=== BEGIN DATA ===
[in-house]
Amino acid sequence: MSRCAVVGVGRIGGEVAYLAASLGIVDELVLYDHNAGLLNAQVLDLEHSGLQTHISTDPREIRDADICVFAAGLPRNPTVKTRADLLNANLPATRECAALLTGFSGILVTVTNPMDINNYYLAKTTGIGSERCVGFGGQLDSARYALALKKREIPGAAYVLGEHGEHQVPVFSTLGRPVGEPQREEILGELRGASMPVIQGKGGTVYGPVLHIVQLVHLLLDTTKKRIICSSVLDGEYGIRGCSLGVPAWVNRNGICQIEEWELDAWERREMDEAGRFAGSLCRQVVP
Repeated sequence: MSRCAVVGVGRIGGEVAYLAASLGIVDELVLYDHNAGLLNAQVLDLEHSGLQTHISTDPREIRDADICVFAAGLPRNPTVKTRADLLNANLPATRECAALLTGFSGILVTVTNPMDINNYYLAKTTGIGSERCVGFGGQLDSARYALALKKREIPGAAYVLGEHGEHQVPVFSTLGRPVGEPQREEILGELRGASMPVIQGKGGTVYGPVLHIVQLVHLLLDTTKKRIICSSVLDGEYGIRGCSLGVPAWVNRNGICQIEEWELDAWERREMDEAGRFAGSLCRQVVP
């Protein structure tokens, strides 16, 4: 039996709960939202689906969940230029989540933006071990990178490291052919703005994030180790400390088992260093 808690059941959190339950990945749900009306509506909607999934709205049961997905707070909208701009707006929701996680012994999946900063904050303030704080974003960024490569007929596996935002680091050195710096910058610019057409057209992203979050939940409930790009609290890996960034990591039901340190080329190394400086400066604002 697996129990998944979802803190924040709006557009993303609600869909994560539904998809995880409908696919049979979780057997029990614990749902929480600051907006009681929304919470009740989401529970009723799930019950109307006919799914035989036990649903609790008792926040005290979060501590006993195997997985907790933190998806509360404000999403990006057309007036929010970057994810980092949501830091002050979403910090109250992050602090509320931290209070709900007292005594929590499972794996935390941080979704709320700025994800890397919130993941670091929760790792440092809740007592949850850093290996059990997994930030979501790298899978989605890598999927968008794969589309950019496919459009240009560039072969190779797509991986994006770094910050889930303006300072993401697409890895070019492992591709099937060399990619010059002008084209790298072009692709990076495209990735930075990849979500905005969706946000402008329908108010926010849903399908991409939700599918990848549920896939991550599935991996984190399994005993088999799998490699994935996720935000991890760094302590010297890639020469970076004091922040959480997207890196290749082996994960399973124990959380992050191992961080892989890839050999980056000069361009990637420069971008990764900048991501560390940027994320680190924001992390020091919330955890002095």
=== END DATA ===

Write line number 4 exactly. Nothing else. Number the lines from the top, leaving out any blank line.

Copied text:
């Protein structure tokens, strides 16, 4: 039996709960939202689906969940230029989540933006071990990178490291052919703005994030180790400390088992260093 808690059941959190339950990945749900009306509506909607999934709205049961997905707070909208701009707006929701996680012994999946900063904050303030704080974003960024490569007929596996935002680091050195710096910058610019057409057209992203979050939940409930790009609290890996960034990591039901340190080329190394400086400066604002 697996129990998944979802803190924040709006557009993303609600869909994560539904998809995880409908696919049979979780057997029990614990749902929480600051907006009681929304919470009740989401529970009723799930019950109307006919799914035989036990649903609790008792926040005290979060501590006993195997997985907790933190998806509360404000999403990006057309007036929010970057994810980092949501830091002050979403910090109250992050602090509320931290209070709900007292005594929590499972794996935390941080979704709320700025994800890397919130993941670091929760790792440092809740007592949850850093290996059990997994930030979501790298899978989605890598999927968008794969589309950019496919459009240009560039072969190779797509991986994006770094910050889930303006300072993401697409890895070019492992591709099937060399990619010059002008084209790298072009692709990076495209990735930075990849979500905005969706946000402008329908108010926010849903399908991409939700599918990848549920896939991550599935991996984190399994005993088999799998490699994935996720935000991890760094302590010297890639020469970076004091922040959480997207890196290749082996994960399973124990959380992050191992961080892989890839050999980056000069361009990637420069971008990764900048991501560390940027994320680190924001992390020091919330955890002095």